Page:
Fredrika is a firm believer in the role of business as a catalyst for sustainable development and has held sustainability positions over the past decade at IKEA and Swedish fashion retailer KappAhl.
She studied Civil Engineering with a focus on Environmental Systems Analysis at Chalmers University of Technology in Gothenburg, Sweden. Fredrika joined Polestar in April 2020 to drive the company’s sustainability ambitions forward on issues such as climate-neutrality, circularity, transparency and inclusion. Fredrika is chair of the board for Agenda 2030 West, an organisation enabling partnership between academia, business, civil society and public sector for the 17 SDGs.
Tell us a bit about yourself, background and your current role
I’ve worked with sustainability for over ten years within the furniture and fashion industry – and now I get to work with something that I’ve been a passionate user of for many years – EVs! And not any EV but the one that I find is backed by the most ambitious vision in terms of design, performance and sustainability. Namely Polestar. My job is to turn that vision into action and drive the sustainability agenda forward in a way that makes us create real impact.
Did you ever sit down and plan your career?
I do like plans. But not for my career – I approach that in a very intuitive way. A big driver for me in working with sustainability, apart from doing something to bring about the change that I so desperately want for this world, is to keep growing as a human and learning new things. So instead of planning too much I try to be open to new challenges and perspectives. For example, I can highly recommend taking on a new industry – it’s a good opportunity for growth and gives you a lot of new ideas to contribute with.
Have you faced any challenges along the way?
I certainly have, for example finding truly sustainable solutions or changing norms is challenging, but I think that’s also why I like what I do so much. I get energy from challenge. But I don’t want to sugar coat anything – as a female leader trying to bring about more sustainable ways of working, it hasn’t always been a smooth ride. I’ve had to reassert myself from time to time and really go back to my why and motivation to not get discouraged by the many people who thought sustainability was not important or compatible with profit. I’m so grateful to see the amazing change in people’s perception. Everyone I work with today is completely onboard that it is a business imperative. Things have changed so much!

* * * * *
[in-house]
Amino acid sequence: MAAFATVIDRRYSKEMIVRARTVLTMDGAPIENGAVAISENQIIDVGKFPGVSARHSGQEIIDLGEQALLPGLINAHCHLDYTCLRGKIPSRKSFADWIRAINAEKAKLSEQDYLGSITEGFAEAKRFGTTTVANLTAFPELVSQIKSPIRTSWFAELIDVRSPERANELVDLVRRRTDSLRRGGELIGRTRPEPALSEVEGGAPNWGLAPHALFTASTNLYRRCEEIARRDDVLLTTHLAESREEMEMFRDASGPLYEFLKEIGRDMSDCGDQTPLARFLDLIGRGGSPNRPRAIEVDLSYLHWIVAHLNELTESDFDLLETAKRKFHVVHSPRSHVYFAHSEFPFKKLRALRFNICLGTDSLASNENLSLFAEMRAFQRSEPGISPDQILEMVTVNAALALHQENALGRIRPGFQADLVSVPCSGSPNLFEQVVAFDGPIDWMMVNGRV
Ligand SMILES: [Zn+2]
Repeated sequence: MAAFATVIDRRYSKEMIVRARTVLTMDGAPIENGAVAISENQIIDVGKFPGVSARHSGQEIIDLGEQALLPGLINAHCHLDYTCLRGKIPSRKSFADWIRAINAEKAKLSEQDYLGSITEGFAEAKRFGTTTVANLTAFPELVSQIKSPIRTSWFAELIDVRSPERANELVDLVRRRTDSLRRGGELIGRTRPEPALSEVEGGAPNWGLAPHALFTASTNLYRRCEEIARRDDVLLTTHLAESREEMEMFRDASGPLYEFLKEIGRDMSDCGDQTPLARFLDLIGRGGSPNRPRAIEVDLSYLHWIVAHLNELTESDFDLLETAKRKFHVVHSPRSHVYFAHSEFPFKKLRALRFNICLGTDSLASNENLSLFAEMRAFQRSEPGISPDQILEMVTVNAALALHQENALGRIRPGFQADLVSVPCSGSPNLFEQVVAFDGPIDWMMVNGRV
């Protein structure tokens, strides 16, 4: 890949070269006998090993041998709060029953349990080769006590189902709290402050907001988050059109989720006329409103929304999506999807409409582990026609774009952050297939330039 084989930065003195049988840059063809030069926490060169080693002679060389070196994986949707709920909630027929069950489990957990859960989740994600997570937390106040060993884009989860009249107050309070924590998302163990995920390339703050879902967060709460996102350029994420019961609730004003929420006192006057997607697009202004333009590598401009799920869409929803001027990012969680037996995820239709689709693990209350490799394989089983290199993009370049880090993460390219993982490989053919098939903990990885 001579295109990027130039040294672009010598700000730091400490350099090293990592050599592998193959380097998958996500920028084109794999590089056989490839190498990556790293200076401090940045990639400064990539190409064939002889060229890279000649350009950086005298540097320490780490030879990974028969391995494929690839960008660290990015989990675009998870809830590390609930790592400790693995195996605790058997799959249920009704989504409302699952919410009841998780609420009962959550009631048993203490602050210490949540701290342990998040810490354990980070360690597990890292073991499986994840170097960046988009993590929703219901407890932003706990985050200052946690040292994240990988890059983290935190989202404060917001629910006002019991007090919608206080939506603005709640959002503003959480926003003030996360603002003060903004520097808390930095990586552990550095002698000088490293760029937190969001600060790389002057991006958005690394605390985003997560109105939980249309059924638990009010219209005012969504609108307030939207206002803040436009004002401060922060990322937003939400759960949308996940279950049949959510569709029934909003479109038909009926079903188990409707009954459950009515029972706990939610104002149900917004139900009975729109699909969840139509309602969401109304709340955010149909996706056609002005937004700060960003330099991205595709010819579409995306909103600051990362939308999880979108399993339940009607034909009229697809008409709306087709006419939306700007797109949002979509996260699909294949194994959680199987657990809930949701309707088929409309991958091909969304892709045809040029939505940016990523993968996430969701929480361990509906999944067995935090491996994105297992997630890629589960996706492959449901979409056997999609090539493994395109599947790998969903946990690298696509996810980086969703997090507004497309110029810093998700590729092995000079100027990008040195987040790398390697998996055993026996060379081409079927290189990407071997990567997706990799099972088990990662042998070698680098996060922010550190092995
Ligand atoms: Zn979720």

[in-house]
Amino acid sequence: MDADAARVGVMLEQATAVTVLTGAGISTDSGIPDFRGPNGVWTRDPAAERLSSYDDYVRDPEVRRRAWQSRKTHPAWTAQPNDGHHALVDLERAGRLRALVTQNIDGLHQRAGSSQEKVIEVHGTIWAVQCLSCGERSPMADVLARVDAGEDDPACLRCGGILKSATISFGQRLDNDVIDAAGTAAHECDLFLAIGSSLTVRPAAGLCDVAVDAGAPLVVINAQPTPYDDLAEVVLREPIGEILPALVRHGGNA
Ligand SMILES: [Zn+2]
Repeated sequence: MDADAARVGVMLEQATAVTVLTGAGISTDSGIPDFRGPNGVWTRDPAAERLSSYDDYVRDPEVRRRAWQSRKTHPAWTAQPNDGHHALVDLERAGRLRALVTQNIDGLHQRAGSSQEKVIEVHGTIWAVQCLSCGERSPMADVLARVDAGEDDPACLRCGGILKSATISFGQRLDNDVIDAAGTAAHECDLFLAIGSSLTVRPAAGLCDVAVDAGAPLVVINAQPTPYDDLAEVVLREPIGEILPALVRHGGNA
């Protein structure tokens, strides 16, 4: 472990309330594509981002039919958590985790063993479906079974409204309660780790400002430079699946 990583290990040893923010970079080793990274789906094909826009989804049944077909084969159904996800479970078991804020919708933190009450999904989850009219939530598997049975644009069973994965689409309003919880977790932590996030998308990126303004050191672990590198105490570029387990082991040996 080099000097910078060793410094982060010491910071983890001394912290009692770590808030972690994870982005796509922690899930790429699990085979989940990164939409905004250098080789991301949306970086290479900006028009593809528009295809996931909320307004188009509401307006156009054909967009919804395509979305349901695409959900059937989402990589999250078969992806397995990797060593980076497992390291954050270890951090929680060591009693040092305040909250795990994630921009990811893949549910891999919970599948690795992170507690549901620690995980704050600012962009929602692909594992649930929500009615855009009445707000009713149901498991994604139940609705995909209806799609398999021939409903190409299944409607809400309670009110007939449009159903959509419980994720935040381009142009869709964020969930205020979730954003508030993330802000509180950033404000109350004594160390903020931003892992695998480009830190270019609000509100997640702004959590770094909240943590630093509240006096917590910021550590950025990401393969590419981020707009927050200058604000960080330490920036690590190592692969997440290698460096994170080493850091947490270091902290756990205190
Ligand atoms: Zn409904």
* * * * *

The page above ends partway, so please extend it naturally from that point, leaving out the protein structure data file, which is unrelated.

What has been your biggest achievement to date?
I’ve had some great experiences when I felt like we made a change and had a measurable impact, and it has always come about through collaboration. I find that the most successful sustainable solutions are created in partnerships with external partners – suppliers, researchers, other brands. I’m not good at looking back at achievements, though. My mind keeps focusing in on what needs to be done. I want to be around when we reach net zero on carbon emissions globally, when extreme poverty is eradicated, when we no longer have gender pay gaps. The big ones.
What one thing do you believe has been a major factor in you achieving success?
Being free to make my own choices, to build self-reliance and to be able to pursue what I find meaningful. And much of that comes from simply being born and living in a country like Sweden, as well as having the supportive family that I do. This is not the case for most women around the world today, I try not to forget that.
How do you feel about mentoring? Have you mentored anyone or are you someone’s mentee?
I have a couple of people in my life that I keep coming back to for advice and guidance. I’ve also had a few mentees that I’ve coached. I tend to opt for a less structured way to go about it, but I do see the important role mentor programs can have in promoting inclusion and equal opportunity. For example, I was involved in a mentor program for immigrants in my local community and it gave me a lot of insights that I take with me.
If you could change one thing to accelerate the pace of change for Gender Equality, what would it be?
The fact that hundreds of millions of kids around the world doesn’t have access to education. In countries like Bangladesh, that I’ve had the opportunity to work with, girls are still being forced into child marriage on a large scale. With all the progress we are making on gender equality in countries like Sweden, the fact that this is still going on overshadows everything. The power of education as a tool to build equality, has proven time and time again. We need to make continue the great work that is being done on this matter, we’re not finished.
If you could give one piece of advice to your younger self what would it be?
It might sound strange, but I don’t think I would. Like everyone else, I have been through highs and lows. But that young girl needed to learn things for herself. That’s kind of how I always wanted it (and yes, that can be really frustrating for people around me, I know). I think it’s important to accept that it’s a part of the experience to be in doubt, to not have all the answers, and to struggle.
What is your next challenge and what are you hoping to achieve in the future?
Tapping into the great potential of Polestar as a guiding star for sustainability within the automotive industry, together with my amazing colleagues. We’re a start-up with a lot of creative energy – and I can’t wait to see the impact we can have going forward.
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